The thyroid is a butterfly-shaped gland that sits low on the front of the neck. Your thyroid lies below your Adam’s apple, along the front of the windpipe. The thyroid has two side lobes connected by a bridge (isthmus) in the middle. When the thyroid is its normal size, you can’t feel it.
Brownish-red in colour, the thyroid is rich in blood vessels.The nerves important for voice quality also pass through the thyroid.
The thyroid secretes several hormones, collectively called thyroid hormones. The primary hormone is thyroxine, also called T4. Thyroid hormones act throughout the body, influencing metabolism, growth and development, and body temperature. During infancy and childhood, adequate thyroid hormone is crucial for brain development.
The most common thyroid problems involve the abnormal production of thyroid hormones. Too much thyroid hormone results in a condition known as hyperthyroidism. Insufficient hormone production leads to hypothyroidism. Although the effects can be unpleasant or uncomfortable, most thyroid problems can be managed well if properly diagnosed and treated.There are several other different types of thyroid disease, including thyroiditis and Hashimoto’s thyroiditis.
What does the thyroid do?
The Thyroid gland has a vital function which is, releasing and controlling thyroid hormones that control metabolism. Metabolism is a process where the food you ingest is transformed into energy. This energy is used to regulate and coordinate all the functions of your body i.e., it acts as a generator. It takes in raw energy and uses it to power your daily bodily functions.
The thyroid controls your metabolism with a few specific hormones — T4 (thyroxine) and T3 (triiodothyronine). The thyroid creates these two hormones, and they regulate the body’s cells in managing the amount of energy to be used. When your thyroid levels are normal, it will maintain the right amount of hormones to keep your metabolism working at the correct rate. As the hormones are used, the thyroid gland creates replacements.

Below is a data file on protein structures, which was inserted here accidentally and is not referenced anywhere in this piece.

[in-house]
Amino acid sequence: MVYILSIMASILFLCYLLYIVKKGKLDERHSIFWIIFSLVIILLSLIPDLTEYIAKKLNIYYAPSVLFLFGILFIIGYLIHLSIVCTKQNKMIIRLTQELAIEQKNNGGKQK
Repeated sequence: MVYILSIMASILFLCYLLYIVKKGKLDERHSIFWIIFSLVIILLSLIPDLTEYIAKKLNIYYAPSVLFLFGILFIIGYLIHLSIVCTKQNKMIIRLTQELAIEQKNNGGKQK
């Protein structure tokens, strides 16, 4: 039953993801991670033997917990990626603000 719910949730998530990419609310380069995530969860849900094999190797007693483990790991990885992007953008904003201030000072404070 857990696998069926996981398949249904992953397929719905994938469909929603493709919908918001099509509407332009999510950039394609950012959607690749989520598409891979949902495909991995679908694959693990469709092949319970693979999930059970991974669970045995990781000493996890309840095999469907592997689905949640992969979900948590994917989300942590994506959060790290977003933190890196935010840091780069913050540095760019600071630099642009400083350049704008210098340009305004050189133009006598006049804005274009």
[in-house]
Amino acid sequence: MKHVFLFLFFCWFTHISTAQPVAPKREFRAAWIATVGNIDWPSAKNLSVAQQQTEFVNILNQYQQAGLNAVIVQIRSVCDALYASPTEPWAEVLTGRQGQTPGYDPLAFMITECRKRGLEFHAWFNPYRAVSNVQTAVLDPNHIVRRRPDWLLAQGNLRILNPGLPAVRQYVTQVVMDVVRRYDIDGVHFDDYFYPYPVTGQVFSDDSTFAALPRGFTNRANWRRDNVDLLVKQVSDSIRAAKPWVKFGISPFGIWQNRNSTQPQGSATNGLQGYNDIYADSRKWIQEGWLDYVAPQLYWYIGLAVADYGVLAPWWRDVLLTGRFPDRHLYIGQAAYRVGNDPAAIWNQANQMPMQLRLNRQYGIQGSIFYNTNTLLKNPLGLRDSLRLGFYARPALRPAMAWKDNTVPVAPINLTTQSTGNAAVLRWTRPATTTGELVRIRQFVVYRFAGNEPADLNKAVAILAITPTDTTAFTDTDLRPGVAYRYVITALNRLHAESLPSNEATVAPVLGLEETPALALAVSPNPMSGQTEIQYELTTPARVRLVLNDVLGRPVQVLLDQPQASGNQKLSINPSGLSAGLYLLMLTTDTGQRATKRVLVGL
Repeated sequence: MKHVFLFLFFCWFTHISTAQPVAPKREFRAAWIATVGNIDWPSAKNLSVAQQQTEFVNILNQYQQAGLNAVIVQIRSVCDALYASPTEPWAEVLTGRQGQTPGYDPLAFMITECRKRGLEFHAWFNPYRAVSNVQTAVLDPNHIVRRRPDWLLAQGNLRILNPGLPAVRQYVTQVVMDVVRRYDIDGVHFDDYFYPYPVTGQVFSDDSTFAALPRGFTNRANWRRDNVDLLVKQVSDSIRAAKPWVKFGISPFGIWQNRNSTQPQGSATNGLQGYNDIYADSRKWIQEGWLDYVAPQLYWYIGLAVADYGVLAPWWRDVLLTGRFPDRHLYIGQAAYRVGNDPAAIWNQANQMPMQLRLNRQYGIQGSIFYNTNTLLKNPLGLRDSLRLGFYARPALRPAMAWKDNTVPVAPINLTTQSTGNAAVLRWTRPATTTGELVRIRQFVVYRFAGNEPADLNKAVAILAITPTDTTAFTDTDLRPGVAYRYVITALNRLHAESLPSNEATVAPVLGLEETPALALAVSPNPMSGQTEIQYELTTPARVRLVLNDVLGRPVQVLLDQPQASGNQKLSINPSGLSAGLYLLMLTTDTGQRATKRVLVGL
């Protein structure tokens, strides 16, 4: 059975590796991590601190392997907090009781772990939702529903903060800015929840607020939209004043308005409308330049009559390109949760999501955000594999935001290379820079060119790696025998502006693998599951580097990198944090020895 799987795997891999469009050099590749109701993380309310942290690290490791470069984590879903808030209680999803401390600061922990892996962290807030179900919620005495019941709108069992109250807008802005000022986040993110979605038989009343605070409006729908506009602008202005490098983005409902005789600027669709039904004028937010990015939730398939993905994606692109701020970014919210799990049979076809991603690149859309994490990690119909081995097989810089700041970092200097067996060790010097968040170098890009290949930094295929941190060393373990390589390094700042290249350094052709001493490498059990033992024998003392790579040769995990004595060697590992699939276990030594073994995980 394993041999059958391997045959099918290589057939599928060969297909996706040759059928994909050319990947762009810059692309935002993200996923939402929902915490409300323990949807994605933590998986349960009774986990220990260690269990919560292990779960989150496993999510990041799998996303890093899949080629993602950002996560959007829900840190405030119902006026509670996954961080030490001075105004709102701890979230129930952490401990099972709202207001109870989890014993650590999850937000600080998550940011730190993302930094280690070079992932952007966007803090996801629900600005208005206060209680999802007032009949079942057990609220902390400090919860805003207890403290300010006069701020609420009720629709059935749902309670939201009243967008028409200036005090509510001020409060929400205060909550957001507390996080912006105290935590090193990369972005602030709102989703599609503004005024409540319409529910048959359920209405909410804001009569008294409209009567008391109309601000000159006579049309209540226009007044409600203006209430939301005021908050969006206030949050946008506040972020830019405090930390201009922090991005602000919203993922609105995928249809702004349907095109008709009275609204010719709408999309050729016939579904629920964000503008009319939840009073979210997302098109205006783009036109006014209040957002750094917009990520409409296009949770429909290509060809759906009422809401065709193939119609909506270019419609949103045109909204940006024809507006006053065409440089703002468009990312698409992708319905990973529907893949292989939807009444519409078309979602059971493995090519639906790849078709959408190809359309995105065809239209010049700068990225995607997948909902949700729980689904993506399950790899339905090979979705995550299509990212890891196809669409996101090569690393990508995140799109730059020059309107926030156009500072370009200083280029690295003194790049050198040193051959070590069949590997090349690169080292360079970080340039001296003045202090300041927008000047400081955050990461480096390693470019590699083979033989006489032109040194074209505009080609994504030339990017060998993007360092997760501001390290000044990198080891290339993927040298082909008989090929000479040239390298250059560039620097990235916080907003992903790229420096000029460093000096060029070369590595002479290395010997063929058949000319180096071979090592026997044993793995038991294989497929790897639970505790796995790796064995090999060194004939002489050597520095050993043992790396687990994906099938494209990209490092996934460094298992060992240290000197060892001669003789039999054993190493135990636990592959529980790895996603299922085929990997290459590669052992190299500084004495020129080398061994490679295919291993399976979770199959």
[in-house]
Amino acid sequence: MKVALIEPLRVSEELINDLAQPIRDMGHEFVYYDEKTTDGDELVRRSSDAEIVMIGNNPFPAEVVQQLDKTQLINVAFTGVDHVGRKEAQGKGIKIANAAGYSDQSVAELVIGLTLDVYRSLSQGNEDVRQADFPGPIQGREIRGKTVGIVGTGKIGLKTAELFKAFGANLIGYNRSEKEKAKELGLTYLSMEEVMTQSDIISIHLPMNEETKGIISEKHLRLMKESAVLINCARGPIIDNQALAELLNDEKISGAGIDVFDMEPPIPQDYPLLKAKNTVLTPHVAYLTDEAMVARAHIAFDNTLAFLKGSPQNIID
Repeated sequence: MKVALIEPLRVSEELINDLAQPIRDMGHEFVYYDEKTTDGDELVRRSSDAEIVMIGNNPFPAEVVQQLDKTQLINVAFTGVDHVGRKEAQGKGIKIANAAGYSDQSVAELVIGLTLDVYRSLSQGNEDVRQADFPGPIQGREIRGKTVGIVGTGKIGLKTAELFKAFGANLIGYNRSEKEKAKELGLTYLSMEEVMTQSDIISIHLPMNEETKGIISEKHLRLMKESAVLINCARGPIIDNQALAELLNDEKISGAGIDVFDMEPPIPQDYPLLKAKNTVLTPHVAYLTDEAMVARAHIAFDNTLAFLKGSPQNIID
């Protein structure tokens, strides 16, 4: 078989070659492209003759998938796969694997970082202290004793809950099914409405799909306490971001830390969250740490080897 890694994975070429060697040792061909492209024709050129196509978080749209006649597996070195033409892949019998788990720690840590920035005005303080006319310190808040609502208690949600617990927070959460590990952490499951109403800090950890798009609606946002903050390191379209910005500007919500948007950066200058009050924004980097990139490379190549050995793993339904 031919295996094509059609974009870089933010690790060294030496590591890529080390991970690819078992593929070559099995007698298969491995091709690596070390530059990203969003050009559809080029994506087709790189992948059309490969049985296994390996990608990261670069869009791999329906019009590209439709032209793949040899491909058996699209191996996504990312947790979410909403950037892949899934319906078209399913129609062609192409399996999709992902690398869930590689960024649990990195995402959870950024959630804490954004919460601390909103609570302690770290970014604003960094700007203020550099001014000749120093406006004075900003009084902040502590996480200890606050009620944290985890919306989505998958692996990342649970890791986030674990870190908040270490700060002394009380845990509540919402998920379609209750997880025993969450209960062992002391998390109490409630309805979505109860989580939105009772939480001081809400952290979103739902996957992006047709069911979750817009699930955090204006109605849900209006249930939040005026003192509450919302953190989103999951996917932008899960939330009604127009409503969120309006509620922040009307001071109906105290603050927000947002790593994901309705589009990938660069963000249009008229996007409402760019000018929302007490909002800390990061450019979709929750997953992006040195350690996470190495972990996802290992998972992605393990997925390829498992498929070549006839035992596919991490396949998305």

This is all supervised by the pituitary gland. Located in the centre of the skull, below your brain, the pituitary gland monitors and controls the amount of thyroid hormones in your bloodstream. When the pituitary gland senses a lack of thyroid hormones or a high level of hormones in your body, it will adjust the amounts with its own hormone. This hormone is called thyroid-stimulating hormone (TSH).
All types of Hyperthyroidism are due to an overproduction of thyroid hormones, but the condition can occur in several ways:
Graves' disease: The production of too much thyroid hormone.
Toxic adenomas: Nodules develop in the thyroid gland and begin to secrete thyroid hormones, upsetting the body's chemical balance; some goitres may contain several of these nodules.
Subacute thyroiditis: Inflammation of the thyroid that causes the gland to "leak" excess hormones, resulting in temporary hyperthyroidism that generally lasts a few weeks but may persist for months.
Pituitary gland malfunctions or cancerous growths in the thyroid gland: Although rare, hyperthyroidism can also develop from these causes.
Hypothyroidism, by contrast, stems from an underproduction of thyroid hormones. Since your body's energy production requires certain amounts of thyroid hormones, a drop in hormone production leads to lower energy levels. Causes of hypothyroidism include: